Even more curious is why this awful flick is competing for an Oscar instead of worst movie of the year.
Never, quite possibly, in the history of the American cinema has a bigger, baggier monster been brought to birth and flourishing — thirteen Academy Award nominations! — from a more nugatory source than The Curious Case of Benjamin Button. Scott Fitzgerald’s short story of 1920 is the slightest of jeux d’esprit, an avowed “experiment” based on Mark Twain’s observation that it is a pity that the best part of life comes first and the worst last. To Fitzgerald, this proved the excuse for a joke, and a very slight one. In my edition of his short stories, the editor, Matthew Bruccoli, apologizes for that slightness by writing that, as he and (presumably) Fitzgerald see it, “the challenge of fantasy is to make impossible events convincing.” Not anymore it isn’t! It’s simply to revel in the fantasy and convincing be damned — which I, for one, don’t call much of a challenge.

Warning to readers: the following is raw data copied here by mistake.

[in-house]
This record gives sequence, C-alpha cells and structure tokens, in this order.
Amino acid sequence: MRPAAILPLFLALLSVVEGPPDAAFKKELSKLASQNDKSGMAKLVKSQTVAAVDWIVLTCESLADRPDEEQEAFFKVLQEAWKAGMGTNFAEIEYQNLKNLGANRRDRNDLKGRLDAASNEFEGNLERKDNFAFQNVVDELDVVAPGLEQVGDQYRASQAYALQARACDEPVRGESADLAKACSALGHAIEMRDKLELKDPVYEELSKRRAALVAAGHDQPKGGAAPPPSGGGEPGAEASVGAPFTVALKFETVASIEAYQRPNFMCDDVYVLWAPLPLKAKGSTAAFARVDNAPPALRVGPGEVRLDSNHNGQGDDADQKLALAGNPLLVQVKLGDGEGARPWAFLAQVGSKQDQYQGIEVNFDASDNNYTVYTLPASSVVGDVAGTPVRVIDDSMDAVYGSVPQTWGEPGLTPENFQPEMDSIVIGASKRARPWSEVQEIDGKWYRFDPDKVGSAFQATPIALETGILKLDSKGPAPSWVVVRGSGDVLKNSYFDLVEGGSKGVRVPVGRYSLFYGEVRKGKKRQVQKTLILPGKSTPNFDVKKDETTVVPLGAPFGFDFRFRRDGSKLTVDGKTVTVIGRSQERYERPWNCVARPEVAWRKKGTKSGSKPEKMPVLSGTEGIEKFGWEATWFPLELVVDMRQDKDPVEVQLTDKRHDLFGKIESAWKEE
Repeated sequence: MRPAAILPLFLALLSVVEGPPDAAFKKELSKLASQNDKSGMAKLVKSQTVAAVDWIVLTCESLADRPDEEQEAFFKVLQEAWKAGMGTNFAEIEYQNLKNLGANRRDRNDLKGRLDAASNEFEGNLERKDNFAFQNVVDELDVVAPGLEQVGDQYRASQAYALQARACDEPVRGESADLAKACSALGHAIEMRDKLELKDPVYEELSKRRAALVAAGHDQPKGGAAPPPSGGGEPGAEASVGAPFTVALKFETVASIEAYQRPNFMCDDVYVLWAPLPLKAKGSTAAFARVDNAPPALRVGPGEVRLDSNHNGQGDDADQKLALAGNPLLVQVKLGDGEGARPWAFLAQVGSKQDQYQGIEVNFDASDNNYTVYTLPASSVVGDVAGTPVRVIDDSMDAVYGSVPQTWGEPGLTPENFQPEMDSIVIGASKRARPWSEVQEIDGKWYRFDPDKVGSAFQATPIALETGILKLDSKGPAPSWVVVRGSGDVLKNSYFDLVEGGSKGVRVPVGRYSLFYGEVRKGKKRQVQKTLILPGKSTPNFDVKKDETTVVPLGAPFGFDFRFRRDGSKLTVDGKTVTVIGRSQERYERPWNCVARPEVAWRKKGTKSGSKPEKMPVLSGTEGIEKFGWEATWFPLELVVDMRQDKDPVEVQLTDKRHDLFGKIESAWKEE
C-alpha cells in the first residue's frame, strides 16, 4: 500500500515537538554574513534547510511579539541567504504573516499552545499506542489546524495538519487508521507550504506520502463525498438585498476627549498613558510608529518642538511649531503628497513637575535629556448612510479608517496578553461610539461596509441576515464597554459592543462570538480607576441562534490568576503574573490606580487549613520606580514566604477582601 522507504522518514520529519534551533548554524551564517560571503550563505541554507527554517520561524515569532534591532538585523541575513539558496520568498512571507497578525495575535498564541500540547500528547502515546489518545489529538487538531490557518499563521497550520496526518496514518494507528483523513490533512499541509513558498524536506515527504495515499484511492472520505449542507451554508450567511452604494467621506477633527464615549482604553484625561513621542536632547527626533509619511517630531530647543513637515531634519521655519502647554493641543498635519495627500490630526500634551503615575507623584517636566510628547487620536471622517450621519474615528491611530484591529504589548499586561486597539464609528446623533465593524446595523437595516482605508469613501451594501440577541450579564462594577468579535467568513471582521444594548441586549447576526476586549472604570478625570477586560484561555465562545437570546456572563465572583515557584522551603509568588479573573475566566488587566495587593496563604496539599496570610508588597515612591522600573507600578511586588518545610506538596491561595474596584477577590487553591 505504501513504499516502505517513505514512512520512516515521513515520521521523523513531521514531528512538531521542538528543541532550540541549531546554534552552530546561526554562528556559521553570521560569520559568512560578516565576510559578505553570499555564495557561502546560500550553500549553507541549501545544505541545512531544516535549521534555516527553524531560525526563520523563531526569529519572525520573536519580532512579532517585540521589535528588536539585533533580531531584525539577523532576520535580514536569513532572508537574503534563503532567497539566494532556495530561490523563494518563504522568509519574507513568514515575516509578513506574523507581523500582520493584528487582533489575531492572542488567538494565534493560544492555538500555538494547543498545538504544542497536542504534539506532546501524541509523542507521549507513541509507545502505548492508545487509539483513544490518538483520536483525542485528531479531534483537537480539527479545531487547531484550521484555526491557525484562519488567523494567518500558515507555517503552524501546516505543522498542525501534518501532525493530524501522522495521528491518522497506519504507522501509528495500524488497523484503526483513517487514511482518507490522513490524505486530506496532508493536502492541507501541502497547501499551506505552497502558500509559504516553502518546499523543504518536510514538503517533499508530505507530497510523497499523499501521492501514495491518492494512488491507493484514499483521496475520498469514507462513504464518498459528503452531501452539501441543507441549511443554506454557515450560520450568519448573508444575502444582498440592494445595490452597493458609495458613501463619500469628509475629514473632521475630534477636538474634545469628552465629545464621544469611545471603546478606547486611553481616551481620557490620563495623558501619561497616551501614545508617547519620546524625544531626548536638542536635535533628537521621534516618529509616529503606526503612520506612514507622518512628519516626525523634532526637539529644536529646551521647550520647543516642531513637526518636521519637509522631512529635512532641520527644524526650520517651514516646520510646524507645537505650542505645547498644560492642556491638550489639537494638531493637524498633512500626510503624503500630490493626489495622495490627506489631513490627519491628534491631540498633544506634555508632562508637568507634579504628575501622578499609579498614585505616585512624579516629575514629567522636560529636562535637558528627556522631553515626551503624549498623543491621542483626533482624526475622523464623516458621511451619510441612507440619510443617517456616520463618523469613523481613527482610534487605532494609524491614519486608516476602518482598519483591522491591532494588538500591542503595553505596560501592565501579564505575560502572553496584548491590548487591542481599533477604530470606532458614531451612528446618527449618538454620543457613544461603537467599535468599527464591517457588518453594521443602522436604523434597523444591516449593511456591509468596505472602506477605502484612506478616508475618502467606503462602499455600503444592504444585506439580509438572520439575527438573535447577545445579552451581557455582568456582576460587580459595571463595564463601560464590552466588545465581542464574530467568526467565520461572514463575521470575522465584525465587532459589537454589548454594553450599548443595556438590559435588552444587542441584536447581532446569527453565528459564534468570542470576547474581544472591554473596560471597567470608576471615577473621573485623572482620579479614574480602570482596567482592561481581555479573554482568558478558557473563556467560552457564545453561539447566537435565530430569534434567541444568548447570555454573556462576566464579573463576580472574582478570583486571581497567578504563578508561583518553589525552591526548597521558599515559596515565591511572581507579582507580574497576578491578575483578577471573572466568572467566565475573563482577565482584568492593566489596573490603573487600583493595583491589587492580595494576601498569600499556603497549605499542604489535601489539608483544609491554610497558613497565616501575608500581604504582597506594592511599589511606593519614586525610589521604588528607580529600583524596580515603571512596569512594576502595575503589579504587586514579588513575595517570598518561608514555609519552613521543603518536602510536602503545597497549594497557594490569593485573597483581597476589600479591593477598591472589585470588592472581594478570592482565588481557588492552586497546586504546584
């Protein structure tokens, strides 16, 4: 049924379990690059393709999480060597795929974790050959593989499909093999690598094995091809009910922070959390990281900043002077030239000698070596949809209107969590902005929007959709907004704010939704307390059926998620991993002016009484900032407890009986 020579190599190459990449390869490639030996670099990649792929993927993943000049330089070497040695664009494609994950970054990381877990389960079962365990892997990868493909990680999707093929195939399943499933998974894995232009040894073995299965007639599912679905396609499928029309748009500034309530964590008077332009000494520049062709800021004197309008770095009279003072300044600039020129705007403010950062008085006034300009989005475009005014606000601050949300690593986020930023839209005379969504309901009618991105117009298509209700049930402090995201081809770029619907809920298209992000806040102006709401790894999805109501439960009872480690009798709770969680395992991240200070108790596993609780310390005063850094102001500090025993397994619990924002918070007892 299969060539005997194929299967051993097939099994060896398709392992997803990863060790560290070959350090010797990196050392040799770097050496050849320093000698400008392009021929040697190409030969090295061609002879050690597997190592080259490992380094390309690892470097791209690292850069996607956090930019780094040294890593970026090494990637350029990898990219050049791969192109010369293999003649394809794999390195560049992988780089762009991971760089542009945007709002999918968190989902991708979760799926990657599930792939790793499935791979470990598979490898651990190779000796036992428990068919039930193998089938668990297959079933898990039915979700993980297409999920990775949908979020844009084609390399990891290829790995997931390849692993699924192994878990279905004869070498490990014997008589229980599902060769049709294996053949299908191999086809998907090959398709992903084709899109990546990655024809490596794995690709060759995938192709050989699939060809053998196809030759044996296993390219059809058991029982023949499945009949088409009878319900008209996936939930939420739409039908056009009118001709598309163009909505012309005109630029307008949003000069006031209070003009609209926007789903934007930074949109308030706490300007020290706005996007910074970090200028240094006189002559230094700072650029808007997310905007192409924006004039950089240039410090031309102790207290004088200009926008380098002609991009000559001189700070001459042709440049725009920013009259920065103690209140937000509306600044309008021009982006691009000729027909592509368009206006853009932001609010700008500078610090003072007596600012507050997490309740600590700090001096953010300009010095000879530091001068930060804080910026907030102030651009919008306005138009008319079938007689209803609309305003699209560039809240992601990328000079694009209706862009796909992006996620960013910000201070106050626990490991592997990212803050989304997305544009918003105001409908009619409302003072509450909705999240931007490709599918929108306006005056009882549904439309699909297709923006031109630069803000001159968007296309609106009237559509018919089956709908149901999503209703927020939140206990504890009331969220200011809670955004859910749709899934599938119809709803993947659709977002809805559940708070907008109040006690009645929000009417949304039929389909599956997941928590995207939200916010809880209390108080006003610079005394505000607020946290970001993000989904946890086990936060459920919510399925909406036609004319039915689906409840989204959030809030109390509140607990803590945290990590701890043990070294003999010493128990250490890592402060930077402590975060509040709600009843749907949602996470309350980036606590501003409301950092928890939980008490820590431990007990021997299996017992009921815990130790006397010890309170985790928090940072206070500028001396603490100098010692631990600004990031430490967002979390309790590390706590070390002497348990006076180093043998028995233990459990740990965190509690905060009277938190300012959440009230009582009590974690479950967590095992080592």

It should not be surprising, then, that one of the messages of this message-laden film — they had to put something in it to make up for Fitzgerald’s lack of substance — is precisely that fantasy is as good as reality. Or, to put it as the not-aging-but-youthening hero, the eponymous Mr. Button (Brad Pitt), does in one of his frequent, heart-tugging voiceovers, “Anything is possible.” Americans, or at least American movie-audiences, love to be told things like this, even though they are patently untrue. Lots of things may be possible but there are also a very great many which are not — one of which is the birth of a child who is an old man and ages backwards. That’s just not how nature works. Everybody knows this. Hollywood amuses itself by pretending that what everybody knows isn’t true. The mystery is why it should amuse anyone else.